CEO of Growth Tribe Academy and Entrepreneur
"Businesses should understand how to systematise their growth."
Anssi Rantanen is an entrepreneur, ex-Google employee and strategist. He won the 2019 Nordic Business Forum speaker competition. He regularly speaks to both large and small audiences and receives very high ratings.
Anssi talks about how the fastest growing companies in the world systematise their growth. Continuous learning and experimentation in both innovation and scaling products and services are at the heart of this new way of driving growth. Anssi’s examples come from large companies such as Google, Amazon and Skyscanner and small companies as well.
Anssi has a unique combination of technology-optimisim and human-centric thinking: his 3-year stint at Google gave him a frontrow seat to the technology revolution and into how the technology giant creates a culture of intrapreneurialism and continuous experimentation.
Rantanen believes that the future winners emphasize learning and self-directed teams. He’s noticed that many of the large companies lack the ability to take risks. “At the 100 000 employee size Google was still taking risks and being entrepreneurial was celebrated. There continuous learning was inherent in the culture, whereas most other corporates don’t embrace similar values” Rantanen says.
Today Anssi is the Finland CEO of the education company Growth Tribe Academy. Growth Tribe Academy is the first and largest growth academy in Europe.
The Future of Growth: how do the fastest-growing companies in the world systematise their growth?
An experimentation culture: everyone talks about, but how do you actually implement it?
The Future of Innovation: data-driven experimentation
Psychological safety, “fail fast” culture: celebrating failures and other best-practice principles of team work from silicon valley
You talk about companies having a growth mindset and culture. What conditions have to be present to enable this to happen?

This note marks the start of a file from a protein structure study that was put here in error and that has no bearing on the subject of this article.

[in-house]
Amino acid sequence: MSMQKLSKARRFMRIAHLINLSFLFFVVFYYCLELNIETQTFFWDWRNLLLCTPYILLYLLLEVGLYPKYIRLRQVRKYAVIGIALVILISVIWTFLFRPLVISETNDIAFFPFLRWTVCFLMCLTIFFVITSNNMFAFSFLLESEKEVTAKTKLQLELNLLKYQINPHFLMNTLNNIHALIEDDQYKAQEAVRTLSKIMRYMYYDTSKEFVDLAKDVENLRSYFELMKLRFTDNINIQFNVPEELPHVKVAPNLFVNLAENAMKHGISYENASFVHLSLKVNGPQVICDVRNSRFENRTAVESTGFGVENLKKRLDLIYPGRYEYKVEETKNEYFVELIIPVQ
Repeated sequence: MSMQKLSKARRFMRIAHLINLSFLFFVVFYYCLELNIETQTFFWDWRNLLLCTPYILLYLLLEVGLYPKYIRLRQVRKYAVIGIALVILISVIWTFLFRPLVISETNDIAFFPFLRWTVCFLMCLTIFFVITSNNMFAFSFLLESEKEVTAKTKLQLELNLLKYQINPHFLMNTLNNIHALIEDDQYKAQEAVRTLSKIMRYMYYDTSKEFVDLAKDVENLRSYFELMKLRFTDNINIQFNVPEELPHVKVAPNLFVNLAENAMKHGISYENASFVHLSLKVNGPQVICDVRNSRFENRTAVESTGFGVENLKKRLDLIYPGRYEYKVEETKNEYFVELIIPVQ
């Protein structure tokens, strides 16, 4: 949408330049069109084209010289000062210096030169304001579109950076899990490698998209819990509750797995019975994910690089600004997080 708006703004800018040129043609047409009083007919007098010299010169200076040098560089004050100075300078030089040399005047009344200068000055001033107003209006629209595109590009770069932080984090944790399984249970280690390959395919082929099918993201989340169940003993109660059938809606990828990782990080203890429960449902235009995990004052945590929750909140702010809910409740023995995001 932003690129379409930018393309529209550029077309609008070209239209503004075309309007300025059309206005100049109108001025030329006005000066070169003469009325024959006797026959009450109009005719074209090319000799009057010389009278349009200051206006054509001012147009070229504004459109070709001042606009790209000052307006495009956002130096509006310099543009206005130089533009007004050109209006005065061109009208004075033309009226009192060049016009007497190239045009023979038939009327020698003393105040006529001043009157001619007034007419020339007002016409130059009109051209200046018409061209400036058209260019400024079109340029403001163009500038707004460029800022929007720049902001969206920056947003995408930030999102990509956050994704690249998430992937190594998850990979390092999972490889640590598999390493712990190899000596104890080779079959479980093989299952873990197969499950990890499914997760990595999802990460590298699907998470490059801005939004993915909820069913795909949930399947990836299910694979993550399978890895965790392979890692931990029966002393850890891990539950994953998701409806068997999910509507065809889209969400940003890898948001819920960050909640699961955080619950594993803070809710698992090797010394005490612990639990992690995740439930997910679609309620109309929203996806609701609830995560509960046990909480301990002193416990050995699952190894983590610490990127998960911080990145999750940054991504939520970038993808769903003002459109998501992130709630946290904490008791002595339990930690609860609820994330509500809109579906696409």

A growth mindset (vs. a fixed mindset) is one where people have a fundamental belief that their intelligence can grow with time, effort and experience. When people believe they can get smarter, they realise that their efforts have a direct correlation to their results, so they put in extra time, which in turn leads to higher achievement.
A growth mindset or culture can also exist on an organisational level, where the goal of the organisation is to figure out how to add the maximum amount of value for stakeholders in the shortest amount of time. It’s a learning process, not something that can be dictated top-down. The best organisations (which these days are often tech companies) systematise their growth by learning what actually works and what doesn’t work. They do this by running experiments.
A growth mindset and culture can be trained and nurtured! Ideally, the organisation supports creating a growth mindset, where mistakes are “learning opportunities” and everyone is encouraged to take risks and try things out. A growth mindset can be developed on an individual level, but we really see organisations flourish when they take a systematic approach to developing it in their wider teams.